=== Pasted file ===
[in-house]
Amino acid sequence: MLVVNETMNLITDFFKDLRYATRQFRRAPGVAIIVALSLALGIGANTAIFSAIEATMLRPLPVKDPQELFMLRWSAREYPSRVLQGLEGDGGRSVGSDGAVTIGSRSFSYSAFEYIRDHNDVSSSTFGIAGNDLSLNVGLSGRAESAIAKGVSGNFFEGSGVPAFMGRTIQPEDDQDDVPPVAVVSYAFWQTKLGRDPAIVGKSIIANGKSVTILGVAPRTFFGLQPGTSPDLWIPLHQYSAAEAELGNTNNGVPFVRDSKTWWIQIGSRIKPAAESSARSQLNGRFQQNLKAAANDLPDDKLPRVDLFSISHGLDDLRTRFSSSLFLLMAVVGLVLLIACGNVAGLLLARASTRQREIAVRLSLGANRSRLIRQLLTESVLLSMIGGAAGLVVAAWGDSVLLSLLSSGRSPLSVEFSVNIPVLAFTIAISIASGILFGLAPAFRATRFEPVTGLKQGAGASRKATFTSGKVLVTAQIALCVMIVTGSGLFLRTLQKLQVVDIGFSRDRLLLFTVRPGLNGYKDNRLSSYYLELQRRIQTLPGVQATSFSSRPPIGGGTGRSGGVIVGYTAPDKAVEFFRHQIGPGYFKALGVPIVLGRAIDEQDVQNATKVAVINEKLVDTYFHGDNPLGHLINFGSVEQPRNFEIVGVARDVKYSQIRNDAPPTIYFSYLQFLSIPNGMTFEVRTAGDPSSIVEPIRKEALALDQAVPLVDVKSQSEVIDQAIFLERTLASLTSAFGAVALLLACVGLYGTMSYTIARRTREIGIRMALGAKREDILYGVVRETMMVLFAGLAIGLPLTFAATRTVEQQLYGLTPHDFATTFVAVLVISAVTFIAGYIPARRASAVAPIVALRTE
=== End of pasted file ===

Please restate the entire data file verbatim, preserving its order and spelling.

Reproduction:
[in-house]
Amino acid sequence: MLVVNETMNLITDFFKDLRYATRQFRRAPGVAIIVALSLALGIGANTAIFSAIEATMLRPLPVKDPQELFMLRWSAREYPSRVLQGLEGDGGRSVGSDGAVTIGSRSFSYSAFEYIRDHNDVSSSTFGIAGNDLSLNVGLSGRAESAIAKGVSGNFFEGSGVPAFMGRTIQPEDDQDDVPPVAVVSYAFWQTKLGRDPAIVGKSIIANGKSVTILGVAPRTFFGLQPGTSPDLWIPLHQYSAAEAELGNTNNGVPFVRDSKTWWIQIGSRIKPAAESSARSQLNGRFQQNLKAAANDLPDDKLPRVDLFSISHGLDDLRTRFSSSLFLLMAVVGLVLLIACGNVAGLLLARASTRQREIAVRLSLGANRSRLIRQLLTESVLLSMIGGAAGLVVAAWGDSVLLSLLSSGRSPLSVEFSVNIPVLAFTIAISIASGILFGLAPAFRATRFEPVTGLKQGAGASRKATFTSGKVLVTAQIALCVMIVTGSGLFLRTLQKLQVVDIGFSRDRLLLFTVRPGLNGYKDNRLSSYYLELQRRIQTLPGVQATSFSSRPPIGGGTGRSGGVIVGYTAPDKAVEFFRHQIGPGYFKALGVPIVLGRAIDEQDVQNATKVAVINEKLVDTYFHGDNPLGHLINFGSVEQPRNFEIVGVARDVKYSQIRNDAPPTIYFSYLQFLSIPNGMTFEVRTAGDPSSIVEPIRKEALALDQAVPLVDVKSQSEVIDQAIFLERTLASLTSAFGAVALLLACVGLYGTMSYTIARRTREIGIRMALGAKREDILYGVVRETMMVLFAGLAIGLPLTFAATRTVEQQLYGLTPHDFATTFVAVLVISAVTFIAGYIPARRASAVAPIVALRTE